‘What’s going on…??’
It is relentless, loud, and transfixing.
Rosana Cade cries, with their head in the seat of a swivel chair, spinning slowly in front of a fixated and silent audience.
‘What’s going on…??’
Responds Ivor MacAskill, lying on his front and discovering that his swivel chair has an unfoldable footrest. He gazes at it like it’s a new form of adultery. A passion he has yet to know and which he finds fascinating to the point of absorption.
No one knows what’s going on. Not Cade or MacAskill, not the audience, not the characters that Cade or MacAskill play (both called ‘Barry’) – welcome to Moot Moot.
Moot Moot opens with a long extended physical sequence, where Cade and MacAskill painstakingly pull themselves across the space of Summerhall’s Dissection Room. They graspingly extend and reach towards each other, only to curl back in on themselves. White noise pounds the room, and then Cade and MacAskill notice the swivel chairs. These chairs become the essential backbone of their piece and the focal point for the rest of the show.
Cade and MacAskill are presenters – they are presenting a show. Their characters are called Barry, and Barry. Each Barry overlays and interrupts the other one, with repeated pronouncements that they want to hear our opinion – listeners are invited with relentless aplomb, to ‘Tell us about your day’, ‘it’s all about YOU’, and (my favourite) ‘what’s going ON?’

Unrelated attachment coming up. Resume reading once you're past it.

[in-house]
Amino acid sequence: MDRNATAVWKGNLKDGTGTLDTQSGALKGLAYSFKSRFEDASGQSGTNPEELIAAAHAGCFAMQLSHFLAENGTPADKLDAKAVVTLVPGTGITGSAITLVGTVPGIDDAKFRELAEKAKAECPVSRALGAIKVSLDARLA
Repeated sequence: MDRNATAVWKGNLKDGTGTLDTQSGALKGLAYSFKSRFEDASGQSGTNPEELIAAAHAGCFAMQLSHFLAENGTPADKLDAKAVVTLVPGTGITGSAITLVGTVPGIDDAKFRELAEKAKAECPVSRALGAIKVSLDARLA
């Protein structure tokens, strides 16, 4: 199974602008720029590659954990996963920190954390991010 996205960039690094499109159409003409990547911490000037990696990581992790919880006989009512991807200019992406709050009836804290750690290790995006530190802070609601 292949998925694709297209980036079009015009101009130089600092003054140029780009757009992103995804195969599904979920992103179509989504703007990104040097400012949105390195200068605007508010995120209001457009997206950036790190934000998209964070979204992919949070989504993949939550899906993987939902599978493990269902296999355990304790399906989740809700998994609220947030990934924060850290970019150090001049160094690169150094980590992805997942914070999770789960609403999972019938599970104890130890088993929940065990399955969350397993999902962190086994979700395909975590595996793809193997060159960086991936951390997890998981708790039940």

It is a kind of newsroom madness. What Cade and MacAskill really strike the heart of is how much noise there actually is in everyday life – all the questions, all the ‘how are you?’s, all the conversations with colleagues that are a placatory kind of social construct, tiny units in a great big momentous nothing.
The conceit of Moot Moot really does work – Barry and Barry are grating, but Cade and MacAskill make us care about why they are like this. Caught in relentless loops of their own design, fascinated by the chairs that support them, they take the space and do not relinquish it. It is very funny. Their breakfast show never begins, it never happens, and it never really ends. It is just there, a kind of screaming purgatorial constant.
Within this, though, are opportunities to explore some real darkness within the conceit. This happens to an extent but it feels like it is smothered as soon as it is revealed. Moot Moot slingshots very quickly back into its safeties – ‘Tell us about your day’, ‘It’s all about YOU’, ‘what’s going ON?’ More time exploring the darkness of the Barrys, and their vulnerabilities, would be a deeply rewarding spectacle.
Cade and MacAskill have managed to design a full emotional spectrum with naught but two matching suits, two swivel chairs, and impeccably tight and regimented sound design. Their performances are distorted membranes of themselves – spinning, crawling, bouncing across their own landscape. An unusual piece, which never feels like a farce of itself. It is relentless, loud, and transfixing.